If you want to speed up the process and increase the saleability of the surplus compost, a shredder would be a good addition to the entire apparatus.

Compost quality

Every composting enthusiast must remember that composting is a science and getting a hang of the basics is not difficult. In fact, digging deeper will only make you love this activity even more. First and foremost, please remember that the character of the waste that goes in decides the output. If you pay attention to the details of spreading Pelrich-Composorb and dry leaves on the food waste, you might come up with a load of well-balanced and nutritious compost. Dr Manoj has seen it happening amongst many of his customers. (You can also get your home-made compost tested at any good laboratory in the city).

Eco activist Vani Murthy with a handful of compost taken out of a Byobin.

Eco activist Vani Murthy with a handful of compost taken out of the Byobin.

After subjecting the samples—collected at various customer locations—to scientific analyses, Dr Manoj says that the following parameters were found to be almost consistent:

  • Electrical conductivity: Less than 5 milli mhos/cm, (normal compost will be more than 20 units which creates heat in the vector of the plant). This permits you to use the compost directly as a growth medium for your plants.
  • Lignin/polyphenol content: Less than 25%. This will be more than 40% in regular compost that creates acidic environment.
  • C:N (carbon : nitrogen ratio): 30:1 which complies with the international standards.

Other unique features:

  • Can you imagine composting is happening right next to kids' play area?

    Can you imagine composting is happening right next to the kids’ play area?

    The compost will double up as a soil-less planting media.

  • It will keep degrading continuously and keeps on adding nutrients to the plants.

Area required

Each Byobin needs 1 meter square in a well-aerated open area like garden, garage or roof. Dr Manoj says that “it can even be placed indoors but even in minute quantities, fresh waste will emit strong smell in a closed environment. So we prefer outdoors.”

He has seen some of his customers hanging pots around it to make it aesthetically appealing. “It will not even appear to be a composting bin,” he adds.

Capital investment (as on November 2014):

The cost of  Byobin: Rs 16,500, (approximately, Rs 1,000/house).

Operational cost:

The cost of Composorb: Rs 1,200/100 litre bag, 0.75 bag/bin/month = Rs 900 (recurring cost/month, approximately Rs 60/house).

“This is a little more than what we have to pay if we were to buy compost from outside. But we send a lot less wet waste out!” says Vani, who has created a self-sustaining living space for herself and takes incredible proud in leading hordes of others on this leafy lane.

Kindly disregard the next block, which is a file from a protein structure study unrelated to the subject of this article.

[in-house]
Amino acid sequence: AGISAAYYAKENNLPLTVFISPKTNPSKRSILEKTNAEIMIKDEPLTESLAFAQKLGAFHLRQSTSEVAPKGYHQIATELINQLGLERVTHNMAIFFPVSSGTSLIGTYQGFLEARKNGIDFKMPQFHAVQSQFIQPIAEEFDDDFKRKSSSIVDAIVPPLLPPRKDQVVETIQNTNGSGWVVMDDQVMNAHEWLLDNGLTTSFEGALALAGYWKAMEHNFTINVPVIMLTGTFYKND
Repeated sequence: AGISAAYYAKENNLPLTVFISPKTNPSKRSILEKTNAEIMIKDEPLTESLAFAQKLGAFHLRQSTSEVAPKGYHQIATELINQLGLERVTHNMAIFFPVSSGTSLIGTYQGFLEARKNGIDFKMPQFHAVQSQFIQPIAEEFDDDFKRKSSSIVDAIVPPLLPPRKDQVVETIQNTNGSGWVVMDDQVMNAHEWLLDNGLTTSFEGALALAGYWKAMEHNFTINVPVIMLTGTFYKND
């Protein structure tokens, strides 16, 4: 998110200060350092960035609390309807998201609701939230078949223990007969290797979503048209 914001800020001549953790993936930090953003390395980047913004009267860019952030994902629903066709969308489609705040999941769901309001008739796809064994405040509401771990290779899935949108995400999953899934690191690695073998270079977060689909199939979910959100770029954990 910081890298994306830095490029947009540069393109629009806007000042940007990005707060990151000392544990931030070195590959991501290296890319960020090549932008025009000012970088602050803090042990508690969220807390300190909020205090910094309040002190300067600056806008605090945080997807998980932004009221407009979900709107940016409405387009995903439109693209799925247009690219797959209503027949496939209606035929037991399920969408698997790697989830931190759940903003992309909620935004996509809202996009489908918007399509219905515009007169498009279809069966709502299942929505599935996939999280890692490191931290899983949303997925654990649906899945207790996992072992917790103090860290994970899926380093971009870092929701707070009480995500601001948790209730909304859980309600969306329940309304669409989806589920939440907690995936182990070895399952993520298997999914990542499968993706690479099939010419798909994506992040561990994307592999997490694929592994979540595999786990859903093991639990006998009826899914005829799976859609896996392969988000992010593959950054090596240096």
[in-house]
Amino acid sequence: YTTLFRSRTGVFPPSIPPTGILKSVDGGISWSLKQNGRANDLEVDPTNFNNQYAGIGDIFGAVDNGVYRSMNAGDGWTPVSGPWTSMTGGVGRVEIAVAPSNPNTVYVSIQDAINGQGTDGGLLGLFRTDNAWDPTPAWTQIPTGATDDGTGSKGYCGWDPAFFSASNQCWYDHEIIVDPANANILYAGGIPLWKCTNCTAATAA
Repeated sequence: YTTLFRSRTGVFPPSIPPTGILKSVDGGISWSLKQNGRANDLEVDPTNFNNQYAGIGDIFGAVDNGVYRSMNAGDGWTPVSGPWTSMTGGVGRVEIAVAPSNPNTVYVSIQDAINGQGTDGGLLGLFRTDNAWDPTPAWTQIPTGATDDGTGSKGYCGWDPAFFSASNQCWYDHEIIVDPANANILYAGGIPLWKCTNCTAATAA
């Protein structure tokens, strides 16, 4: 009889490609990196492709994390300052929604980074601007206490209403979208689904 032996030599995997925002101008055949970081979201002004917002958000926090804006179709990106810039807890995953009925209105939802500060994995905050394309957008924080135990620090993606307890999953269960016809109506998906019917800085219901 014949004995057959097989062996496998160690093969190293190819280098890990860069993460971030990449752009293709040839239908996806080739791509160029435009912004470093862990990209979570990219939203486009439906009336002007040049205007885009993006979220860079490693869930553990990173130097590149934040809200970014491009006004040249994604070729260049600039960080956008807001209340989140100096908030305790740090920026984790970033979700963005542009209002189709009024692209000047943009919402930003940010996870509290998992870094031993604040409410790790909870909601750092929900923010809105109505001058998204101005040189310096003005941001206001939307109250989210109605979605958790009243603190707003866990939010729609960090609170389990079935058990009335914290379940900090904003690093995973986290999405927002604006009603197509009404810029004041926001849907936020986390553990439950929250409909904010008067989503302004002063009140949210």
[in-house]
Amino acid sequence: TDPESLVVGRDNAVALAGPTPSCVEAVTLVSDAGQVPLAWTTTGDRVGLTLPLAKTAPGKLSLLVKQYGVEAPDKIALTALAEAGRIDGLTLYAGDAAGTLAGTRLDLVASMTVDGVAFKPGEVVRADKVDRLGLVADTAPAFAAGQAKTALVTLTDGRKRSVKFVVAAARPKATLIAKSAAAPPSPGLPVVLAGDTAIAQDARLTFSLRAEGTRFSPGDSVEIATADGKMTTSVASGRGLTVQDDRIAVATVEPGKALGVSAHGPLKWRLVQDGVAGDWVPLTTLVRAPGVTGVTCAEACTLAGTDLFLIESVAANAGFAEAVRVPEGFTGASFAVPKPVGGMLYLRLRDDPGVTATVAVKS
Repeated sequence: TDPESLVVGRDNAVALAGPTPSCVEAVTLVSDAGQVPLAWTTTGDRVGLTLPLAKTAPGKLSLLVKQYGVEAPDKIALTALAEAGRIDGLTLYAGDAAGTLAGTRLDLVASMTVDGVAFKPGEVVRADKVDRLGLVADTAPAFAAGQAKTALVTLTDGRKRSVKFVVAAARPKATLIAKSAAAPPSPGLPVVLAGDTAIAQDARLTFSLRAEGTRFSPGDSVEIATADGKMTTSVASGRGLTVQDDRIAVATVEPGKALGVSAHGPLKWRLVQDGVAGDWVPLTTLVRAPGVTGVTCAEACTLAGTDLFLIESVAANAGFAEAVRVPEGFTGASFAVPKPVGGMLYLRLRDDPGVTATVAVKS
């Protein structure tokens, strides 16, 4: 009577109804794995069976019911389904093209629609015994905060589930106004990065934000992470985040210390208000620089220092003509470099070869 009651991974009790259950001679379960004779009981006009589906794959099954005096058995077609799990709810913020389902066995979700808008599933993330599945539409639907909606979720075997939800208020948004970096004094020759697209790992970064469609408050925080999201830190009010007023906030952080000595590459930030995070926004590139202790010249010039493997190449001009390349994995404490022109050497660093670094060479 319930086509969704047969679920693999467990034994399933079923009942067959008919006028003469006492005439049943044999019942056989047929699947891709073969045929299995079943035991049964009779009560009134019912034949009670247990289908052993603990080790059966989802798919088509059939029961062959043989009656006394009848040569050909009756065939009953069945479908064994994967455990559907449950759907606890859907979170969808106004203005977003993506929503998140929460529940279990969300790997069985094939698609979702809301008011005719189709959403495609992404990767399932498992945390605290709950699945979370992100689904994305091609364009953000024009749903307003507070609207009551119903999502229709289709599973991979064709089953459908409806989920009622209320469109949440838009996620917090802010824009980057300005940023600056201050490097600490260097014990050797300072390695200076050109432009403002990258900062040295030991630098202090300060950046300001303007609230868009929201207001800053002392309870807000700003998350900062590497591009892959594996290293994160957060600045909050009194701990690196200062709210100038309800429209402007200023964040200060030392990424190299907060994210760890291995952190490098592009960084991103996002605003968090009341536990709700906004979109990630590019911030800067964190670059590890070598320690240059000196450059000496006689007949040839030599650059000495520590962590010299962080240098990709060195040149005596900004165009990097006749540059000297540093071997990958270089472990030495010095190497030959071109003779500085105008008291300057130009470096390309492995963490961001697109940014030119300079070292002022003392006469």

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Contact details

Dr C N Manoj, Chief Executive, Pelican Biotech & Chemical Labs Pvt. Ltd., 1/77, NC John Estate, Kuthiathode, Cherthala, Alappuzha, Kerala-688 533. Ph: 91-478 – 2560206, 3212999; Mobile: 91 – 9447365542. Email: manoj@pelicanbiotech.com; www.pelicanbiotech.com.

16 thoughts on “Community composting method-3: Byobins, these two make a right pair!

  1. So many ways to crack the problem if only people had the will to do it. Happy to see so much of knowledge sharing and I am sure this good work will eventually pay off through
    great social dividends.

    Liked by 1 person

  2. Hi Savita,
    I came across your blog via KMB fb late, and have become a big fan. We are just starting to understand the idea of composting and your detailed explanations skiing with cost factors are a great help.
    We are a 140-house apartment and are looking to start composting. I am interested in the byobins but we have some limitations.
    1.we produce approx. 100 kg wet waste/day.
    2. Though we have a large compound, we have only limited area to dedicate to composting. No closed spaces/enclosures present for other methods.
    3. Cost: we are few crusaders for SWM, and our cost factor has to economical to convince the whole community.
    4. We have only 6-7 housekeeping staff, so the method has to be manageable by them.
    Do you think byobins would work for us? What are your other suggestions?

    Thsnks & Regards,
    Sheela